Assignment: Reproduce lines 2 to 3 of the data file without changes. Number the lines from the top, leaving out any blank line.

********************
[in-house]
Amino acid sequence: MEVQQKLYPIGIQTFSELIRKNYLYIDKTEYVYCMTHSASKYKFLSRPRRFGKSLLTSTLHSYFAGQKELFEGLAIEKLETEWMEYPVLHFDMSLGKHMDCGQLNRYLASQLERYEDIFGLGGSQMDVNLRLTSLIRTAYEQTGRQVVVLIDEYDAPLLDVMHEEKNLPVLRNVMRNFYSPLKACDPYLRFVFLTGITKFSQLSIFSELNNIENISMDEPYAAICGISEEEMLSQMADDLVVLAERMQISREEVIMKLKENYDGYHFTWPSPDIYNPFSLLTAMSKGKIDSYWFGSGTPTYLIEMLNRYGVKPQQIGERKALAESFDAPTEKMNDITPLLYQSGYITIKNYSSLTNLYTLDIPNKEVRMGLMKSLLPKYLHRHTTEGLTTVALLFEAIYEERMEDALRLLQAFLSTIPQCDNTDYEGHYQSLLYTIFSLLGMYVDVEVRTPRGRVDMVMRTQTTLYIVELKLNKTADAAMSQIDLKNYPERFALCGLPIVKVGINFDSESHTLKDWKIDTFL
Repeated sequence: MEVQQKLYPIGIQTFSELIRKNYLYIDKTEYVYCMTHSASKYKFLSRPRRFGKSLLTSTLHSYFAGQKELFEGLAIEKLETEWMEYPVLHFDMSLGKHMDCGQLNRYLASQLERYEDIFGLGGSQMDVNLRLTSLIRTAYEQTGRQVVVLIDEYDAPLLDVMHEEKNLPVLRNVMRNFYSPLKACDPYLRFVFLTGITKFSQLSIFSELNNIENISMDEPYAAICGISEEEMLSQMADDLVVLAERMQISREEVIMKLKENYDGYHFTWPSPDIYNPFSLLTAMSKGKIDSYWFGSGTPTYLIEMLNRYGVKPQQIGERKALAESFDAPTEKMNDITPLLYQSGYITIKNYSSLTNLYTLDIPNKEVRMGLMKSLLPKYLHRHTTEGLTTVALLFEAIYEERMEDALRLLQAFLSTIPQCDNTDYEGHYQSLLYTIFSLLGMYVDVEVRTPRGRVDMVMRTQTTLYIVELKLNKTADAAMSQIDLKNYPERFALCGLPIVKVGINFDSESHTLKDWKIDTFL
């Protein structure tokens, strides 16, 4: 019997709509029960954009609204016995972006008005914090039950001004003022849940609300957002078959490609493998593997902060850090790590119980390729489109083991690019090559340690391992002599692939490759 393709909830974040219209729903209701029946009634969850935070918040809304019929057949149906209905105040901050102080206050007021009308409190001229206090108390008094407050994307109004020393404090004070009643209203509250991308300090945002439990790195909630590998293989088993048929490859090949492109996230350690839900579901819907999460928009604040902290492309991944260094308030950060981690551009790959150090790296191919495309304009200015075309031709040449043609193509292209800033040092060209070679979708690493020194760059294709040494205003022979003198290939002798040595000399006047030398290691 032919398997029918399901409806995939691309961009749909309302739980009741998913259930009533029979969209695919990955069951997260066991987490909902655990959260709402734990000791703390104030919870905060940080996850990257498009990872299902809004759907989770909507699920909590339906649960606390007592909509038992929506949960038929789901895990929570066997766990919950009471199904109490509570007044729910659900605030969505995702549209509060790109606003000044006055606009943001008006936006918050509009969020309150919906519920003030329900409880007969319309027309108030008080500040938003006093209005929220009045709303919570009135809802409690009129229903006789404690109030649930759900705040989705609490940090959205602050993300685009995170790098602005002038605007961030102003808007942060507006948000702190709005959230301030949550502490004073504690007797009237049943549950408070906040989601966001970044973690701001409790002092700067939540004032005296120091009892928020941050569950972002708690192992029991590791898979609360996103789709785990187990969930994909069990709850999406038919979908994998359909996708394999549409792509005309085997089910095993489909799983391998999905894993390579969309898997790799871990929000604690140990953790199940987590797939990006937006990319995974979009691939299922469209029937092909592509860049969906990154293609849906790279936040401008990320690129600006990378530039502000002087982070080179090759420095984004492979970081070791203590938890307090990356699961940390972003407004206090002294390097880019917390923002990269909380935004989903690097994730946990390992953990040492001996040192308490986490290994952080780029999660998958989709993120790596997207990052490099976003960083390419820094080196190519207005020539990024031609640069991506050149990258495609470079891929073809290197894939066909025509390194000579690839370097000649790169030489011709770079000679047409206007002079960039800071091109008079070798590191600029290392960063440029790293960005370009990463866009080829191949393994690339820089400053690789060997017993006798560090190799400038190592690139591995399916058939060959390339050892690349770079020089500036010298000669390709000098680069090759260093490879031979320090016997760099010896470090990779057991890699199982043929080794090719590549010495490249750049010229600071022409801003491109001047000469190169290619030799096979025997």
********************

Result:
Amino acid sequence: MEVQQKLYPIGIQTFSELIRKNYLYIDKTEYVYCMTHSASKYKFLSRPRRFGKSLLTSTLHSYFAGQKELFEGLAIEKLETEWMEYPVLHFDMSLGKHMDCGQLNRYLASQLERYEDIFGLGGSQMDVNLRLTSLIRTAYEQTGRQVVVLIDEYDAPLLDVMHEEKNLPVLRNVMRNFYSPLKACDPYLRFVFLTGITKFSQLSIFSELNNIENISMDEPYAAICGISEEEMLSQMADDLVVLAERMQISREEVIMKLKENYDGYHFTWPSPDIYNPFSLLTAMSKGKIDSYWFGSGTPTYLIEMLNRYGVKPQQIGERKALAESFDAPTEKMNDITPLLYQSGYITIKNYSSLTNLYTLDIPNKEVRMGLMKSLLPKYLHRHTTEGLTTVALLFEAIYEERMEDALRLLQAFLSTIPQCDNTDYEGHYQSLLYTIFSLLGMYVDVEVRTPRGRVDMVMRTQTTLYIVELKLNKTADAAMSQIDLKNYPERFALCGLPIVKVGINFDSESHTLKDWKIDTFL
Repeated sequence: MEVQQKLYPIGIQTFSELIRKNYLYIDKTEYVYCMTHSASKYKFLSRPRRFGKSLLTSTLHSYFAGQKELFEGLAIEKLETEWMEYPVLHFDMSLGKHMDCGQLNRYLASQLERYEDIFGLGGSQMDVNLRLTSLIRTAYEQTGRQVVVLIDEYDAPLLDVMHEEKNLPVLRNVMRNFYSPLKACDPYLRFVFLTGITKFSQLSIFSELNNIENISMDEPYAAICGISEEEMLSQMADDLVVLAERMQISREEVIMKLKENYDGYHFTWPSPDIYNPFSLLTAMSKGKIDSYWFGSGTPTYLIEMLNRYGVKPQQIGERKALAESFDAPTEKMNDITPLLYQSGYITIKNYSSLTNLYTLDIPNKEVRMGLMKSLLPKYLHRHTTEGLTTVALLFEAIYEERMEDALRLLQAFLSTIPQCDNTDYEGHYQSLLYTIFSLLGMYVDVEVRTPRGRVDMVMRTQTTLYIVELKLNKTADAAMSQIDLKNYPERFALCGLPIVKVGINFDSESHTLKDWKIDTFL